The construction phase is in progress for the new North Crosstown Bus Rapid Transit (BRT) that will link the Saddletowne station in northeast Calgary to Brentwood station in northwest.
With the majority of the route running along 16 Avenue North, the new BRT will provide a more reliable and direct service for Calgary Transit users, including those who attend SAIT.
The North Crosstown BRT will be completed in time for the service to launch in late 2018.
Emma Stevens, a communication strategist for the City of Calgary’s Transportation Infrastructure, said that the project is part of a new BRT network that will consisgt of four pieces – the 17 Avenue S.E. BRT, the Southwest BRT, the South Crosstown BRT, and the North Crosstown BRT.
“BRT service is an important investment to accommodate Calgary’s current and future growth,” Stevens said in a recent interview.
The BRT will be a limited stop bus service that operates in regular traffic lanes but will include transit priority measures such as queue jumps and priority signals at intersections, which will keep the buses running on time, said Stevens.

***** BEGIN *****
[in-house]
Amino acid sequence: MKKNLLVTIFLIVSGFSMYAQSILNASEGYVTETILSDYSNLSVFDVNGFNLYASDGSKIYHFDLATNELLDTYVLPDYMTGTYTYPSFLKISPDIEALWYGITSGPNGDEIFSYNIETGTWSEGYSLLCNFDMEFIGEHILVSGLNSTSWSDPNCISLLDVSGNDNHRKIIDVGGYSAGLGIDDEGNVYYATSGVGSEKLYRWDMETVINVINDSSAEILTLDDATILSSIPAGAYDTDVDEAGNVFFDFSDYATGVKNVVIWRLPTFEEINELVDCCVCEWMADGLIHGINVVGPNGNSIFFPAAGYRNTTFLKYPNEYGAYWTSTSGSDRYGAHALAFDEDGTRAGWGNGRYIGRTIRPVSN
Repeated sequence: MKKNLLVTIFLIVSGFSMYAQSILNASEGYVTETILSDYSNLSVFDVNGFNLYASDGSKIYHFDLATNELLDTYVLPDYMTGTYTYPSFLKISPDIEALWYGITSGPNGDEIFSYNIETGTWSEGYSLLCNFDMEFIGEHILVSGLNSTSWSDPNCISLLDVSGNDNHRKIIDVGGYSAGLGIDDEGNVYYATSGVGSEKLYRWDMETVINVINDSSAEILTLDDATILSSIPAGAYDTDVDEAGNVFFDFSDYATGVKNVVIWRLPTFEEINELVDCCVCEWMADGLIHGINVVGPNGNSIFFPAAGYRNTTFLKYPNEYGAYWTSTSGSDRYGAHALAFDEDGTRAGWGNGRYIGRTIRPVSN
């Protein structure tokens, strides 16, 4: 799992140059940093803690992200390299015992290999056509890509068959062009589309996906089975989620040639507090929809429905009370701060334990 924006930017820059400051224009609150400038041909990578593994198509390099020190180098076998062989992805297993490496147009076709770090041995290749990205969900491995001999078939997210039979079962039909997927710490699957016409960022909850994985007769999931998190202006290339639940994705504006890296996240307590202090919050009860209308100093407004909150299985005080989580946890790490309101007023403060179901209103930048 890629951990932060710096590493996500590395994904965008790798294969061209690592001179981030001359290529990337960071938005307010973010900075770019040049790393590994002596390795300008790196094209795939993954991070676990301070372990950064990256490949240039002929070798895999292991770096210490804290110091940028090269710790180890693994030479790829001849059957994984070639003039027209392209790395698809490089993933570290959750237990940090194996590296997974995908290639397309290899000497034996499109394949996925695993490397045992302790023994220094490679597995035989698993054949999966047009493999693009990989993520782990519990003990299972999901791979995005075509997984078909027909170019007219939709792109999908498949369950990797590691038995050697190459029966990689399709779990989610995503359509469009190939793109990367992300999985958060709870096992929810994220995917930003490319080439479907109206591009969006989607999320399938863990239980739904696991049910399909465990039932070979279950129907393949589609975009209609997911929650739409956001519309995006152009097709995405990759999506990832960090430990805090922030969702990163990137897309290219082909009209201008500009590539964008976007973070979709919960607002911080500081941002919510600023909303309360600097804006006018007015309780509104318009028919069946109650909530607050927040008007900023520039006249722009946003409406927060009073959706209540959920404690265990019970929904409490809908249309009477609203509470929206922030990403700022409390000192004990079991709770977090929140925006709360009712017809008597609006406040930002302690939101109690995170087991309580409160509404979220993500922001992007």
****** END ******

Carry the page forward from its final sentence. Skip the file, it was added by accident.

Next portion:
“Additional stations will either be built or upgraded as part of construction, which will include amenities such as digital schedules and heated shelters,” Stevens said.
So far, the project has been receiving positive responses throughout the community, especially from students at SAIT and the University of Calgary, since the route will provide easier access to both campuses.
Hayley Babonau, a second-year student at SAIT and a Crescent Heights resident, said she is looking forward to the completion of the project.
“I currently take bus no. 19 to school, which is the route that runs along 16 Avenue N.W., but I find I’m always late for class due to delays,” Babonau said.
“A faster and more reliable way to get to and from school is something that is really needed in this area, considering that it is a student-dominated part of town,” she said.
Once completed, the North Crosstown BRT will operate seven days a week with buses running every 10 minutes during peak hours.
Construction on the project has been going smoothly, with only a few short-term lane closures in effect.
“The city has maintained traffic flow and access to adjacent businesses throughout construction,” said Stevens.
“The project is on time and on budget.”
Katty Kedrov, a student at the University of Calgary and a daily transit user, said she has been impressed with the way the city has been handling the construction of the project.
“It seems to be a lot more discreet than most of the [other] construction going on around the city,” Kedrov said.
“I haven’t had any complications with getting to and from school by car or bus on 16 Avenue while the construction has been going on,” she said.
Smith said that there have been no issues thus far, and construction will continue to run smoothly for the remainder of the project.